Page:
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# On the global existence and analyticity of the mild solution for the fractional Porous medium equation

*Boundary Value Problems*
**volumeÂ 2023**, ArticleÂ number:Â 107 (2023)

## Abstract

In this research article we focus on the study of existence of global solution for a three-dimensional fractional Porous medium equation. The main objectives of studying the fractional porous medium equation in the corresponding critical function spaces are to show the existence of unique global mild solution under the condition of small initial data. Applying Fourier transform methods gives an equivalent integral equation of the model equation. The linear and nonlinear terms are then estimated in the corresponding Lei and Lin spaces. Further, the analyticity of solution to the fractional Porous medium equation is also obtained.

## 1 Introduction

This paper considers the following 3D fractional porous medium (FPM) equation:

where \(w=w(z,t)\) represents the density or concentration. The positive coefficient of dissipation \(\alpha > 0\) denotes the viscous property, while \(\alpha = 0 \) is for the corresponding inviscid property. The symbol *Q* denotes an abstract operator. The term \(\Lambda ^{s}\) is a fractional Laplacian that is defined by the Fourier transform \(\widehat{\Lambda ^{s} w}=|\varphi |^{s} \widehat{w}\). For the sake of simplicity, *Î±* is equal to one.

According to [1], Zhou, Xiao, and Zheng were the first to introduce equation (FPM). In their work, they applied the fractional dissipation term \(\alpha \Lambda ^{s}\) to the equation of continuity \(w t+\nabla \cdot (wW)=0\), then Caffarelli and VÃ¡zquez [2] established equation (FPM). The potential \(W=-\nabla p\) gives the velocity *W*, and the pressure or velocity potential is related to *w* via an abstract operator \(q=Qw\) [3]. There are plenty of real-world applications for porous media problems. The main purpose of this equation is to provide a mathematical description of fluidâ€™s behavior as it permeates porous materials such as biological tissues, rocks, or soil [4â€“6]. The fractional porous medium equation is a fundamental equation to model groundwater flow in deep aquifer, which provides the dynamics, transportation of substances, and the effects of injection or pumping activities of groundwater [7, 8]. In addition to fluid flow, the equation has been adapted to facilitate the modeling of heat and mass transfer phenomena occurring within porous media [9, 10]. We refer the focus of the reader to [11â€“16] and the references listed within for more detailed research referring to the physical importance of equation (FPM).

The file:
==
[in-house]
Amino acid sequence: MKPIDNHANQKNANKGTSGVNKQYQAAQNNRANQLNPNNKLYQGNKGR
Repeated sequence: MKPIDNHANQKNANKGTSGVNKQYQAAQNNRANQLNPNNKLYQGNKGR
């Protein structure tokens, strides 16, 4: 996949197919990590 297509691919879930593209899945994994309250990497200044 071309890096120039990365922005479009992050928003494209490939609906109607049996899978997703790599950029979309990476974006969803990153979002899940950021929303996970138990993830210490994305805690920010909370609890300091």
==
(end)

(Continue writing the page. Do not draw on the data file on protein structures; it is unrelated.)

In numerous cases, the abstract pressure *Qw* is a suitable choice. The simplest example is derived from a groundwaterÂ filtration model [17, 18]. Zhou, Xiao, and Chen [19] investigated the strong solution for the more general case \(\alpha =0\) and \(Qw=(-\Delta )^{-m}w=\Lambda ^{-ms}\), \(0< m<1\), of equation (FPM) in the Besov spaces \(B_{p,\infty}^{s}\). Further, they constructed the existence of local solution for the initial data in the space \(B_{1,\infty}^{s}\). Lin and Zhang [20] obtained the mean field equation by considering the critical case, i.e., \(s=1\). Regarding the existence of solutions and the uniqueness of these equations, the authors suggest the reader refers to the work of Zhou and Biler [1, 21] and their references.

The aggregation equations, which explain aggregation behaviors and collective dynamics in the structure of continuous media [22, 23], is another model that is similar to the one described above. Applications of this equation can be found in domains such as biology, physics, chemistry, and dynamics of populations. The operator *Q* in the aggregation model may also be expressed in the form of convolution operator with kernel \(\mathcal{J}\) as follows: \(Qw=\mathcal{J}*w\). The Newton potential \(|z|^{\gamma}\) [24] and the exponential potential \(-e^{-|z|}\) [25] are two examples of typical kernels. Further research in this regard can be found in [26, 27] and the related references cited there.